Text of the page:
Friday, November 7, 2008

Most Daring Hostage Rescue Mission In Years

Well, maybe not the "most daring and successful U.S. hostage-rescue mission in years" as the article says--perhaps just the most recent and descriptive missions regarding operators who try their best to avoid the spotlight.

The Military Times has a report on a daring U.S. military rescue mission of a 61-year old American businessman being held in a mud hut 8,000 feet up in a remote mountain range in Afghanistan:

The element of surprise would prove critical.

As night fell Oct. 14, three Chinook helicopters flew into the mountains and inserted roughly 24 to 30 special operators — most of them Navy SEALs — about three miles from the kidnappers’ hideout to minimize the chance of being seen or heard.

As midnight came and went, the operators climbed slowly toward the objective for 4½ hours. At that altitude, the special operations officer said, “You can’t exactly exert yourself too much or you’ll be spent.” The commandos ascended 2,000 feet before pausing roughly 275 yards from the target.

There they established an objective rally point — typically, the site where a spec ops force stows unnecessary gear and puts security teams out while those making the final approach to the target transform into “pure assault mode,” said a source familiar with such missions.

From the ORP, an assault force of seven operators — all or almost all SEALs, according to the special operations officer — crept toward the objective.

Swift and sure

One of the commandos tossed a pebble against the hut’s tin door — a traditional way visitors announce their arrival in rural Afghanistan.

The rattle of the stone against the door failed to rouse the guards. “They were both zipped up inside their sleeping bags, sleeping,” one behind the hostage on the floor of the darkened hut and the other outside, the engineer said. But their prisoner was awake and suddenly alert.

“I heard the latch rattling and somebody came in,” he said. “The first guy came in with a LED light, and I just presumed that somebody was coming to visit. I didn’t think of it anymore until the second guy came in and I saw the silhouette of the first fellow. Then I knew it was U.S. mil that was coming in. I don’t know how many guys actually came into the room, but it was soon filled up, and it was soon obvious that I was being rescued.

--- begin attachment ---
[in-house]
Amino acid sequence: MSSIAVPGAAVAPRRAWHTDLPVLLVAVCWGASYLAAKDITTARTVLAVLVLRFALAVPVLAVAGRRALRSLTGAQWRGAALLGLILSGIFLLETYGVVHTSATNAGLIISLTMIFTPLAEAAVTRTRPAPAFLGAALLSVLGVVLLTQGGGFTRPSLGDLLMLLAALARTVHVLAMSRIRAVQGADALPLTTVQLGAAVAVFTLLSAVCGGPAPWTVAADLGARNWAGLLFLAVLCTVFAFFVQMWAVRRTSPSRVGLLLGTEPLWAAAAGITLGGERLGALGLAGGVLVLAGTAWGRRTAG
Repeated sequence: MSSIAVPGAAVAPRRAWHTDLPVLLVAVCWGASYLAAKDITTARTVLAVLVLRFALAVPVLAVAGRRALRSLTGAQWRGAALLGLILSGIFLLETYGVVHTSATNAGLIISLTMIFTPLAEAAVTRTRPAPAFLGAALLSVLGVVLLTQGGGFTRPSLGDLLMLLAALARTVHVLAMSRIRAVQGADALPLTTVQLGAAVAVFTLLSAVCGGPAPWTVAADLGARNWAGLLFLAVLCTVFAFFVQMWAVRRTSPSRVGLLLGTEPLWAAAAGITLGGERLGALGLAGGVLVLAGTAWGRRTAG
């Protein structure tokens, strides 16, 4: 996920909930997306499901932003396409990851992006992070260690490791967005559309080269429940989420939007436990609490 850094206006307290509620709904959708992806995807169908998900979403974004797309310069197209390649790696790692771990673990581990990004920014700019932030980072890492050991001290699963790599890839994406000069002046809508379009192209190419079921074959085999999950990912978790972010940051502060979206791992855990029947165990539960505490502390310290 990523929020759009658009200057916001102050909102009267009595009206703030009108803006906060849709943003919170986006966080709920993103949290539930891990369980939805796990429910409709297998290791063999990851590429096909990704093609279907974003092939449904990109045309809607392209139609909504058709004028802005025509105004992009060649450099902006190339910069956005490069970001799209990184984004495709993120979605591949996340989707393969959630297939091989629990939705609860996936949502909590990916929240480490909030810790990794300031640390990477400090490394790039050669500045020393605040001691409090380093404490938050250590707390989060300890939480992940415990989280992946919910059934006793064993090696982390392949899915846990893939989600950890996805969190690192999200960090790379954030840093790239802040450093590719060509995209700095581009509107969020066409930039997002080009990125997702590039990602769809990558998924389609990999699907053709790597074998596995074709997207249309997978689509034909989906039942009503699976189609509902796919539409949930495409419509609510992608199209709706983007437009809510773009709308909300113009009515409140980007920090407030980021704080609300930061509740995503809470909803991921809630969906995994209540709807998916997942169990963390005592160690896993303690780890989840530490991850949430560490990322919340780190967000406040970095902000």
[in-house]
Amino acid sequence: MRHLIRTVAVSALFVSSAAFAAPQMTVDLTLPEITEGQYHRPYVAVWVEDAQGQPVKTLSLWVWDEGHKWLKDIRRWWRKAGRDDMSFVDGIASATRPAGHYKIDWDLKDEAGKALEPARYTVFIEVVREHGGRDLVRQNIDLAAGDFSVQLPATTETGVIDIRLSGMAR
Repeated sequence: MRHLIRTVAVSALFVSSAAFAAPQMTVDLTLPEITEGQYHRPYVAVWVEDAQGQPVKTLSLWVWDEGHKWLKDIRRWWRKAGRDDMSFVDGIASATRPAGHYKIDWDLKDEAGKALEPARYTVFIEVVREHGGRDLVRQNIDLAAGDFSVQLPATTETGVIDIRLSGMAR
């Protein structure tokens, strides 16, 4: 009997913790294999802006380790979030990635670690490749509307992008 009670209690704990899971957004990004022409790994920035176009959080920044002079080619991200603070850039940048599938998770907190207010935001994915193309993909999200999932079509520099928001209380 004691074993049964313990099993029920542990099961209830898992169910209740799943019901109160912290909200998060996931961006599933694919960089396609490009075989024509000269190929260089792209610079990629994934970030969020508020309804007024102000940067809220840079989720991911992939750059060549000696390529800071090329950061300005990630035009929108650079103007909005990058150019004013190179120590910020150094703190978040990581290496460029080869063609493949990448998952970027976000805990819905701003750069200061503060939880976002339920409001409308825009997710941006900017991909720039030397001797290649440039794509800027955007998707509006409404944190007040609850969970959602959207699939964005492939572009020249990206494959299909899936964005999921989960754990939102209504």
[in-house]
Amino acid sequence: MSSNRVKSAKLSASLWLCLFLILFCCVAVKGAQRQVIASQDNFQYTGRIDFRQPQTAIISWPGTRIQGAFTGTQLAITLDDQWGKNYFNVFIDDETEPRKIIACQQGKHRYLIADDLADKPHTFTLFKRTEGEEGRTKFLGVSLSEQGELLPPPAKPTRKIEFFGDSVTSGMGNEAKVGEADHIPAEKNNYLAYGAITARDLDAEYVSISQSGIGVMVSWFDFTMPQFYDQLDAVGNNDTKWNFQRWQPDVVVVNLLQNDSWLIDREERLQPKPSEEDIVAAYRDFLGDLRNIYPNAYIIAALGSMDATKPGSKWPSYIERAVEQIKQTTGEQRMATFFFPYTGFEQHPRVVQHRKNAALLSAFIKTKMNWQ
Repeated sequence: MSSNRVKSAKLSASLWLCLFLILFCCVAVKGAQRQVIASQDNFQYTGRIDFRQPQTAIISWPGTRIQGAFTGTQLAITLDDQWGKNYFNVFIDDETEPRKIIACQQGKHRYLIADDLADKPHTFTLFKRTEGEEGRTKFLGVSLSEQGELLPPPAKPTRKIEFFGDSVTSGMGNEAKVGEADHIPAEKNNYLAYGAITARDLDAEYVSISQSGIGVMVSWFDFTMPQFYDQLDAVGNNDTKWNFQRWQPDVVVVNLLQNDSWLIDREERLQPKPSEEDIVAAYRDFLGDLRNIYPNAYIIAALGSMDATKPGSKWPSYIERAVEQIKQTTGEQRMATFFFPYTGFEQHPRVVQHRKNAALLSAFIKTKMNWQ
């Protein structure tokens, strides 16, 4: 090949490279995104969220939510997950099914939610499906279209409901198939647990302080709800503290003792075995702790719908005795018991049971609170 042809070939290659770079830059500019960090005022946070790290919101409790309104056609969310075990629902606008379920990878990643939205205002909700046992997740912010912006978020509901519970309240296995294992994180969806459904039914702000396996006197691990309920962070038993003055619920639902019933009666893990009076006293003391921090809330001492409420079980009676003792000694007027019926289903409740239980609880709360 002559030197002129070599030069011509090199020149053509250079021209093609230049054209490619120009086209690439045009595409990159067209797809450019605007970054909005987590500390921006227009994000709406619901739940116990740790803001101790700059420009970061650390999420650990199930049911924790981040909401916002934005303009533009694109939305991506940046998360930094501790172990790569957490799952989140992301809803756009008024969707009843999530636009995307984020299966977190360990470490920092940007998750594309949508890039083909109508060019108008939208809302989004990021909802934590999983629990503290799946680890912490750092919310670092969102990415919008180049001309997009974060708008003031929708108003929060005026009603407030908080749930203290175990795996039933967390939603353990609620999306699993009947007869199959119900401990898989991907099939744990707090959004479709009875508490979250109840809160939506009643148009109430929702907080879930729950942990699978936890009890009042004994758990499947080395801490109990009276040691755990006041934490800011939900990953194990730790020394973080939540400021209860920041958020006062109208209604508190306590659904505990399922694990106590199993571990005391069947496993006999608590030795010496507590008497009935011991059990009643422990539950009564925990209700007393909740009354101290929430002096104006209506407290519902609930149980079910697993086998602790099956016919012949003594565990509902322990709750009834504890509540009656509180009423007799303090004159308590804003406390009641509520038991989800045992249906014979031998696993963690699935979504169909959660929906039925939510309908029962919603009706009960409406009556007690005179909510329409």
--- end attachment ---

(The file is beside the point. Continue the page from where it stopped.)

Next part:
“I don’t know what I said in English, but whatever I said I said it rather loudly evidently, because they said ‘Quiet!’ ”

The hostage’s aim was to quickly let the operators know who he was, but he understood their unease at the level of volume. “Sound carries so far, and they’d worked so hard to come down quietly across the mountain, and here I am shouting,” he said.

Nevertheless, “They knew who was who,” the engineer said. the SEALs quickly demonstrated that, aiming their silencer-equipped weapons to shoot and kill the kidnapper in the room before he could fire a round. The engineer said he heard the sounds of the operators shooting and killing a guard posted outside.

The SEALs turned to the now former hostage and told him they were there to take him back.

“I was in favor of that, 100 percent,” he said. “I was very surprised, very amazed and very happy.”

It was about 3 a.m. The operators and the newly liberated hostage began walking to the pick-up zone.

“Because of not having much exercise, I was doing OK, but I wasn’t doing good by their standards,” the engineer said.

“They saw a place that was wide enough to come down in with a helicopter and drop a cable down for me,” the engineer said.

But, the special operations officer said, bringing a Chinook to a hover at 8,000 feet at night in blackout conditions was “not an easy task” and was a testament to the aircrew’s skill.

The rescued hostage soon was safely back at the task force’s main base, where the task force gave him a thorough medical evaluation before turning him over to the U.S. Embassy.

Those in the task force were elated. The operation had been a spectacular success. The hostage was rescued unharmed and no friendly forces or non-combatants were hurt.

“It was a huge, huge win,” said the special operations officer, who described the rescue as “a perfect example of interagency cooperation across the board.”

Although the special operations forces had performed superbly, other organizations deserved to share the credit for the mission’s success, he said.

“To attribute the success of this to [special] operators or to a particular unit would be disingenuous,” he said. “They would never have gotten there or have been able to finish this without a whole lot of other people playing a key role.”

And I thought the Special Ops pebble toss against a door was only Hollywood movie fiction. Another thought I had reading this story was the number (24-30) of special forces involved in the operation was quite large. Also, for an operation of this size I would guess that at least 150-200 other people were directly involved in the support of this mission behind the scenes.

You can read the entire article "here".

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